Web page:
One more letter in the display - Comments on V20N5

Jordi Hidalgo, #1046

What a wonderful issue V20N5 was! Definitely, thatís what the HP-12C deserved - I donít know any other electronic device on the market for as long as 20 years.

As to Juergen Rodenkirchenís question in V20N5p4, I think he will enjoy the database that Craig Finseth maintains (http://www.finseth.com/~fin/hpdata.html).

It has detailed descriptions of all HP calculators. Thatís the first resource to be consulted, every time I can add a new calculator to my collection. It would be great to read a review on Craigís project in a future Datafile, especially a few words about those mysterious HP-12BII, HP-56 and HP-66.

I have another answer, though somewhat delayed. In V19N6p34 José Chinchilla asked who wrote the HP-41C manual. According to an HP Journal article (March 1980, V31N3) the author was Ray Tanner.

More on hex digits

Iíve observed that the undocumented keyboard combination ON+n is equivalent to ON+PMT on the HP-12C. This operation is deserving of thorough study, since I suspect that what I described in my previous article (V20N5p26) is just the tip of the iceberg. Tony Duellís remark about the abnormality of that 0.1 (V20N5p24) made me think of potential dangers when using non-naturalised numbers. For example, this sequence: 3 ON+PMT 1/x seems to hang the machine - ON+n or ON+PMT must be pressed to bring it back to life. Sometimes, misleading results are obtained: 1001 ON+PMT g-LN returns 8.19 after 10 seconds.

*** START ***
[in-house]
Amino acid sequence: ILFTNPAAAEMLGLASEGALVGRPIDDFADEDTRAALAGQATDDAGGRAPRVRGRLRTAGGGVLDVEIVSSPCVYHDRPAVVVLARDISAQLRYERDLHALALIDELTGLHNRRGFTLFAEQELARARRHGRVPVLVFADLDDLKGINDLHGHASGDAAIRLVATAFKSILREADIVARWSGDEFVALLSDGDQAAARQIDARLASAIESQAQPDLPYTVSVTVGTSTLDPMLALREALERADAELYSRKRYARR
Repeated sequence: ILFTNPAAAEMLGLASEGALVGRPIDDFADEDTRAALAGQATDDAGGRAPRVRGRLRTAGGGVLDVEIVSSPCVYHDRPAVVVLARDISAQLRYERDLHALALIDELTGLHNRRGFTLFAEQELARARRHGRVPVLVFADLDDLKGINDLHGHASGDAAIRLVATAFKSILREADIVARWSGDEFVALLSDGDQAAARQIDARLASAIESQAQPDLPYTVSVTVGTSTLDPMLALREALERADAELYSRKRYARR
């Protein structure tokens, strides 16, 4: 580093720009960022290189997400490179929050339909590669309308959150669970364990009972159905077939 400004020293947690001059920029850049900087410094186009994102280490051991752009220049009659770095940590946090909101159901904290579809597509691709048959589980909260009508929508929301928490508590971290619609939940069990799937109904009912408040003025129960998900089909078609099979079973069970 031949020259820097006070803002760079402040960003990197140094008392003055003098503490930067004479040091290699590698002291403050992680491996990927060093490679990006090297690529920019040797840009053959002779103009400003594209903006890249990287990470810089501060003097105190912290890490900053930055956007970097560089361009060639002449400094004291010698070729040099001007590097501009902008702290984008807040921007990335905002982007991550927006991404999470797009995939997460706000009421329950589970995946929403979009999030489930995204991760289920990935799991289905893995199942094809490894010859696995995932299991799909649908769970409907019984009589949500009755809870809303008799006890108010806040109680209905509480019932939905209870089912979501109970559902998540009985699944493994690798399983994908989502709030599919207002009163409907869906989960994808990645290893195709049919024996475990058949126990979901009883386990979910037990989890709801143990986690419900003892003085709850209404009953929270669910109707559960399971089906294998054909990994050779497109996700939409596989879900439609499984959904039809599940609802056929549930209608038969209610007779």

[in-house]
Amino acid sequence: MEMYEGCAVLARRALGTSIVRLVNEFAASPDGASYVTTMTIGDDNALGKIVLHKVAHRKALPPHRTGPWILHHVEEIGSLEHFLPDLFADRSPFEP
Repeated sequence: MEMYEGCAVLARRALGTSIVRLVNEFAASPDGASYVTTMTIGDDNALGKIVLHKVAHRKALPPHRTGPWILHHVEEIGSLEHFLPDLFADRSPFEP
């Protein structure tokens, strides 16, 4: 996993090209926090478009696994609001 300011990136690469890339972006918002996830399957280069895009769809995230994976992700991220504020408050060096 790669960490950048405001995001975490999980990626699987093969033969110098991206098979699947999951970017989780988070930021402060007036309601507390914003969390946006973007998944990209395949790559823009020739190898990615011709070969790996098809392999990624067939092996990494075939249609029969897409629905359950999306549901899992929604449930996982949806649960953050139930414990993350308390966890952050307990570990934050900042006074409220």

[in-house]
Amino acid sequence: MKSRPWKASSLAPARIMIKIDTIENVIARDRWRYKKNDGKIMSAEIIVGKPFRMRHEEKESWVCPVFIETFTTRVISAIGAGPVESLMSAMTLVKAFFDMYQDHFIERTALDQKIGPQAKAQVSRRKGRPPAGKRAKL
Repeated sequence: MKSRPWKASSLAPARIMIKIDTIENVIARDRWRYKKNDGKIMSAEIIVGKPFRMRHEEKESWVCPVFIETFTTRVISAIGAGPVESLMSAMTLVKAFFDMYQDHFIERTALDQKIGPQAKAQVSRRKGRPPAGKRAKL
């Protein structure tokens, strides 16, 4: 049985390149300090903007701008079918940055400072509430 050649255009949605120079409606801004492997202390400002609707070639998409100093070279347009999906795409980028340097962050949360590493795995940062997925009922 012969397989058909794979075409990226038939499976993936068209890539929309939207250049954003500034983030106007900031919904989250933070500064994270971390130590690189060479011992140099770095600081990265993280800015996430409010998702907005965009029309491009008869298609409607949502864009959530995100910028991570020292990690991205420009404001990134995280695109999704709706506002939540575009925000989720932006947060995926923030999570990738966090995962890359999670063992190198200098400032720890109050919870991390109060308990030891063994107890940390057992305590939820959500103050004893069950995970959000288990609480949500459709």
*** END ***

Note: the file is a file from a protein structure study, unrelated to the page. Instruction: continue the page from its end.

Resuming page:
How do other Voyagers behave? I have no access to them at the moment; hopefully, someone will explore further. With reference to earlier calcs, hereís an excerpt of an article in the November 1975 issue of the HP Journal, describing the way the HP-21 family displayed messages:

"An accessory ROM composed of sixteen words of seven bits each. The words 0 to 9 are used to generate the digits. One word, 15, is a blank. Three of the remaining words generate the letters E, r, and o [...] to spell ĎErrorí [...] One remaining word generates the letter F. This is used by the HP-25 to spell ĎOFí when a storage register overflows."

Let me cite a few cases where non-naturalised numbers are used.

Our Editor, Bruce Horrocks, kindly communicated to me that I have been declared the winner of Bill Butlerís challenge. Well, except for last-minute surprises... Many thanks for the prize, Bill! It has been a thought-provoking challenge, with interesting results. Itíll be funny to explain why my renewal only cost 7 cents!

All the best wishes you can imagine.


johil@tv3mail.com
Page last modified : 6th June 2002